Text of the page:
Symbiosis is a major force of evolutionary change, influencing virtually all aspects of biology, from population ecology and evolution to genomics and molecular/biochemical mechanisms of development and reproduction. A remarkable example is Wolbachia endobacteria, present in some parasitic nematodes and many arthropod species. Acquisition of genomic data from diverse Wolbachia clades will aid in the elucidation of the different symbiotic mechanisms(s). However, challenges of de novo assembly of Wolbachia genomes include the presence in the sample of host DNA: nematode/vertebrate or insect. We designed biotinylated probes to capture large fragments of Wolbachia DNA for sequencing using PacBio technology (LEFT-SEQ: Large Enriched Fragment Targeted Sequencing). LEFT-SEQ was used to capture and sequence four Wolbachia genomes: the filarial nematode Brugia malayi, wBm, (21-fold enrichment), Drosophila mauritiana flies (2 isolates), wMau (11-fold enrichment), and Aedes albopictus mosquitoes, wAlbB (200-fold enrichment). LEFT-SEQ resulted in complete genomes for wBm and for wMau. For wBm, 18 single-nucleotide polymorphisms (SNPs), relative to the wBm reference, were identified and confirmed by PCR. A limit of LEFT-SEQ is illustrated by the wAlbB genome, characterized by a very high level of insertion sequences elements (ISs) and DNA repeats, for which only a 20-contig draft assembly was achieved.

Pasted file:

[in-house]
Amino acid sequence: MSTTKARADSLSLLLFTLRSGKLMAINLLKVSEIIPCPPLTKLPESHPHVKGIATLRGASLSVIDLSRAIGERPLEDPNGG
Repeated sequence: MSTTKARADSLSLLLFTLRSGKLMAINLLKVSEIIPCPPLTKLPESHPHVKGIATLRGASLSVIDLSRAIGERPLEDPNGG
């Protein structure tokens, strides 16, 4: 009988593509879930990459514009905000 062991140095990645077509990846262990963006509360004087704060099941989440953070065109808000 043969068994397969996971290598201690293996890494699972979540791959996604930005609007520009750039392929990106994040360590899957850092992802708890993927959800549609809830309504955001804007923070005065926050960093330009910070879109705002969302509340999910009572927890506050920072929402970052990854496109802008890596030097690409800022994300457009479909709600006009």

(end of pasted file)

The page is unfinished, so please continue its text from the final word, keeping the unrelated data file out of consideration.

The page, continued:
April 21, 2020 |